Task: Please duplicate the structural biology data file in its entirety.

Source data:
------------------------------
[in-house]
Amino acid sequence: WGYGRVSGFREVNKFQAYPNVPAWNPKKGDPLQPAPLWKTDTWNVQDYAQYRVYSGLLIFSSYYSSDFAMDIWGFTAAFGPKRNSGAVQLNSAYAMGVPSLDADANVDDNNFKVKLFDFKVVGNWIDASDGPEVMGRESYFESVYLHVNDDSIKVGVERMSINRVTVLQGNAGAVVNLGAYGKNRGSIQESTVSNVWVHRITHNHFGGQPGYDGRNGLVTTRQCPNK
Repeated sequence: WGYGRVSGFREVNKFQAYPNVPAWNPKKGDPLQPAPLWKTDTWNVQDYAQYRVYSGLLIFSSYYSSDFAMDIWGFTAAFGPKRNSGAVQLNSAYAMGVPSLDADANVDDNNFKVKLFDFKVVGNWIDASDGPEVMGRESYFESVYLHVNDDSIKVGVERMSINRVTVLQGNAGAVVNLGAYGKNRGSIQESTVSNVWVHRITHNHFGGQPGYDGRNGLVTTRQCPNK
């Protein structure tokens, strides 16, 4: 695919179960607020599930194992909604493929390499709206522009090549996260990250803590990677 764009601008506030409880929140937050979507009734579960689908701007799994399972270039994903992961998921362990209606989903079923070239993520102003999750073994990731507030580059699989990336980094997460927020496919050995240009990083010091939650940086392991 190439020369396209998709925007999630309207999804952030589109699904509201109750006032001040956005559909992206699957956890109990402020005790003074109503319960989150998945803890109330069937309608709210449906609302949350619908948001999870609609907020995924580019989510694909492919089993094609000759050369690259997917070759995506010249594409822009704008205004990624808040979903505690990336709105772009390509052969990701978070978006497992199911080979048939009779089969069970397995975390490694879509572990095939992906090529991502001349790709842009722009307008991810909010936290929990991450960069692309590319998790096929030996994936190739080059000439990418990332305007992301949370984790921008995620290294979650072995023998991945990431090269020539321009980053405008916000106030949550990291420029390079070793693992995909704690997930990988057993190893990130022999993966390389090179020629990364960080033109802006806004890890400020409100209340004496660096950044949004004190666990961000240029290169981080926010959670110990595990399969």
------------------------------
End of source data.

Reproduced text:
[in-house]
Amino acid sequence: WGYGRVSGFREVNKFQAYPNVPAWNPKKGDPLQPAPLWKTDTWNVQDYAQYRVYSGLLIFSSYYSSDFAMDIWGFTAAFGPKRNSGAVQLNSAYAMGVPSLDADANVDDNNFKVKLFDFKVVGNWIDASDGPEVMGRESYFESVYLHVNDDSIKVGVERMSINRVTVLQGNAGAVVNLGAYGKNRGSIQESTVSNVWVHRITHNHFGGQPGYDGRNGLVTTRQCPNK
Repeated sequence: WGYGRVSGFREVNKFQAYPNVPAWNPKKGDPLQPAPLWKTDTWNVQDYAQYRVYSGLLIFSSYYSSDFAMDIWGFTAAFGPKRNSGAVQLNSAYAMGVPSLDADANVDDNNFKVKLFDFKVVGNWIDASDGPEVMGRESYFESVYLHVNDDSIKVGVERMSINRVTVLQGNAGAVVNLGAYGKNRGSIQESTVSNVWVHRITHNHFGGQPGYDGRNGLVTTRQCPNK
């Protein structure tokens, strides 16, 4: 695919179960607020599930194992909604493929390499709206522009090549996260990250803590990677 764009601008506030409880929140937050979507009734579960689908701007799994399972270039994903992961998921362990209606989903079923070239993520102003999750073994990731507030580059699989990336980094997460927020496919050995240009990083010091939650940086392991 190439020369396209998709925007999630309207999804952030589109699904509201109750006032001040956005559909992206699957956890109990402020005790003074109503319960989150998945803890109330069937309608709210449906609302949350619908948001999870609609907020995924580019989510694909492919089993094609000759050369690259997917070759995506010249594409822009704008205004990624808040979903505690990336709105772009390509052969990701978070978006497992199911080979048939009779089969069970397995975390490694879509572990095939992906090529991502001349790709842009722009307008991810909010936290929990991450960069692309590319998790096929030996994936190739080059000439990418990332305007992301949370984790921008995620290294979650072995023998991945990431090269020539321009980053405008916000106030949550990291420029390079070793693992995909704690997930990988057993190893990130022999993966390389090179020629990364960080033109802006806004890890400020409100209340004496660096950044949004004190666990961000240029290169981080926010959670110990595990399969």